Dr Sam Giles awarded 2017 Dorothy Hodgkin Fellowship

Dr Sam GilesDr Sam Giles, Junior Research Fellow in Biological Sciences at Christ Church, has been awarded a prestigious Dorothy Hodgkin Fellowship by the Royal Society for the period October 2017-September 2022, for her research project entitled ‘Of ears and ecology: assembling the roots of the largest living vertebrate group’. The Fellowship is worth a total of over £500,000, and is intended to help researchers who have to balance their work with other commitments.

The Dorothy Hodgkin Fellowship is a scheme for ‘outstanding scientists in the UK at an early stage of their research career who require a flexible working pattern due to personal circumstances such as parenting or caring responsibilities or health issues’. The Fellowship allows researchers at the beginnings of their careers to hold part-time appointments or make use of flexible working in order to combine work with other commitments, such as parenting or caring, and also provides funds for family support such as for child care, making it easier for holders of the Fellowship to attend conferences or visits abroad. It can be awarded to anyone working in life and physical sciences, and provides five years of funding including a salary and research expenses; applicants who are successful in being made Fellows are also eligible to apply for a research grant. The scheme is designed to help successful candidates progress to permanent academic positions in the UK. 

The application process for the Dorothy Hodgkin Fellowship is highly competitive (5 Fellowships were awarded in 2016, with an application success rate of just 13%). Applicants are judged on their scientific merit, including past achievements, research career to date, publication record, likely contribution to the research field and future potential, whilst their proposed research project is also judged on its quality and originality, and the likelihood of its goals being achieved. The 19 members of the selection panel include 10 Fellows of the Royal Society.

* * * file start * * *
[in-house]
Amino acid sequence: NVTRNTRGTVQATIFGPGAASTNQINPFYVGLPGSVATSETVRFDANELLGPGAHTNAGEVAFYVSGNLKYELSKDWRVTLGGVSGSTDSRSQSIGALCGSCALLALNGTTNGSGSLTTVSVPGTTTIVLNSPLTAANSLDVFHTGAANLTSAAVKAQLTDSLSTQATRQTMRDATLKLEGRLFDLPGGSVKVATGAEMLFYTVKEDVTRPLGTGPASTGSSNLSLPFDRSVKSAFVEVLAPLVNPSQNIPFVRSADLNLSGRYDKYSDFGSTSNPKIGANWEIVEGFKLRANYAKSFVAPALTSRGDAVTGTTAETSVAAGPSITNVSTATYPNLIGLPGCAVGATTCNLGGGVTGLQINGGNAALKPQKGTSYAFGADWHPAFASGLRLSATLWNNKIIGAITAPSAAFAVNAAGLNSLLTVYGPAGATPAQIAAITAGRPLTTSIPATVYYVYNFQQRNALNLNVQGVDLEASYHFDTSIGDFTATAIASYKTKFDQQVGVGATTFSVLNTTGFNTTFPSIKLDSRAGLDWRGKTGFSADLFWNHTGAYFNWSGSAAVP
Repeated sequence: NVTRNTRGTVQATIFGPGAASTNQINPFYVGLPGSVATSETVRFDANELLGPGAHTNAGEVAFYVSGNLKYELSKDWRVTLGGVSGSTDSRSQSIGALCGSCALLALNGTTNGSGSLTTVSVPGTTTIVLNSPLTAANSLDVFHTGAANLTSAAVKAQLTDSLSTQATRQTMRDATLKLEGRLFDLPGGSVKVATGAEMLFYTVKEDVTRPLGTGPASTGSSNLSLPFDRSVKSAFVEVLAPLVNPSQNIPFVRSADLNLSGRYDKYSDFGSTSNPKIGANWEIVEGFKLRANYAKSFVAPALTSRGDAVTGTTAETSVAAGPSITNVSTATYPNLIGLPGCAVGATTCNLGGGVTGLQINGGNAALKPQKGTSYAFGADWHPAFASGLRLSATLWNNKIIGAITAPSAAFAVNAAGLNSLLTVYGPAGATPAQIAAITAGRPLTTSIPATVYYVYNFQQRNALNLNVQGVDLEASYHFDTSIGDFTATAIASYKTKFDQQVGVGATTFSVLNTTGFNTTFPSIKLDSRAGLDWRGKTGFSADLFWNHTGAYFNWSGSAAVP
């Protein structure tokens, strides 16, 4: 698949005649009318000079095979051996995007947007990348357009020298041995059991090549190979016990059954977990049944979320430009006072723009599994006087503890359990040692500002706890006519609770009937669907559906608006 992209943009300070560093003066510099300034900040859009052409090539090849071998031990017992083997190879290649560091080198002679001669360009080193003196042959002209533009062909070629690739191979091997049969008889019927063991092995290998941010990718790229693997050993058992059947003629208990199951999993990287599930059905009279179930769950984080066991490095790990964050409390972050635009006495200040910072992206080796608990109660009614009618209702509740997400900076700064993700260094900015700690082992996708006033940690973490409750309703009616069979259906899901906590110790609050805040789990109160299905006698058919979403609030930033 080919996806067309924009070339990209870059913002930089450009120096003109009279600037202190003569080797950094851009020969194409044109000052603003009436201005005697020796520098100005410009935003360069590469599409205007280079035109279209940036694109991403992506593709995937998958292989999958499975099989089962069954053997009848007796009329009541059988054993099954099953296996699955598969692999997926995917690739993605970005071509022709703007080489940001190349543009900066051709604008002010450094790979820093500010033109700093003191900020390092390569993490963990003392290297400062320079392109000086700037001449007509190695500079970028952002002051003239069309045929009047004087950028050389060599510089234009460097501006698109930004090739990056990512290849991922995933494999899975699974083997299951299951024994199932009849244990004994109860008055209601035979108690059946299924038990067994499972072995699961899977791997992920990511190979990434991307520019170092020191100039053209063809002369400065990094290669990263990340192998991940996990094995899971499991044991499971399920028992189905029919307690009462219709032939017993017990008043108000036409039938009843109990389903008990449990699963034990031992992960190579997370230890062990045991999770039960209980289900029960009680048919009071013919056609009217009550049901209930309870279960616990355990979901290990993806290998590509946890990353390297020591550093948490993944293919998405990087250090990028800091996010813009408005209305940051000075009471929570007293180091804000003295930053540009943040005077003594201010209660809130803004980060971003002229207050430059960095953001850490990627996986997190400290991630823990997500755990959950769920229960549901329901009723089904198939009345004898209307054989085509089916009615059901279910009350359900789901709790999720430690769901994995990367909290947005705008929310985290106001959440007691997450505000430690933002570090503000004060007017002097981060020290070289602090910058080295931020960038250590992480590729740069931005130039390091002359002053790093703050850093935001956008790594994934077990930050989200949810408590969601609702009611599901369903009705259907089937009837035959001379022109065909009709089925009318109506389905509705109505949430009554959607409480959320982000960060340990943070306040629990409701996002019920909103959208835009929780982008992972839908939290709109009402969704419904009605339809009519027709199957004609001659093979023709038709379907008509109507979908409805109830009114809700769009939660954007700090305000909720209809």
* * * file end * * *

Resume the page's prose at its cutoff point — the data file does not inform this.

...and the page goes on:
Dr Giles’s research is centred around palaeobiology and evolution, using fossil evidence combined with modern imaging techniques to understand the evolution of life on earth. Her focus is vertebrate palaeobiology, using x-ray tomography (CT scanning) to ‘virtually’ cut through fossils in order to view both their internal and external features, and in doing so to create a 3D reconstruction of their anatomy. She is particularly interested in looking at the anatomy of vertebrates’ brain and braincase (a bony structure within the head, housing the brain and sensory organs), and comparing key living and extinct animals in order to contextualise major evolutionary events and answer questions regarding evolutionary change in vertebrates.

Dr Giles has also recently had an article published in the international scientific journal Nature, as well as having been awarded a 2017 L’Oreal-UNESCO International Rising Talent Fellowship

Congratulations to Dr Giles for this outstanding achievement!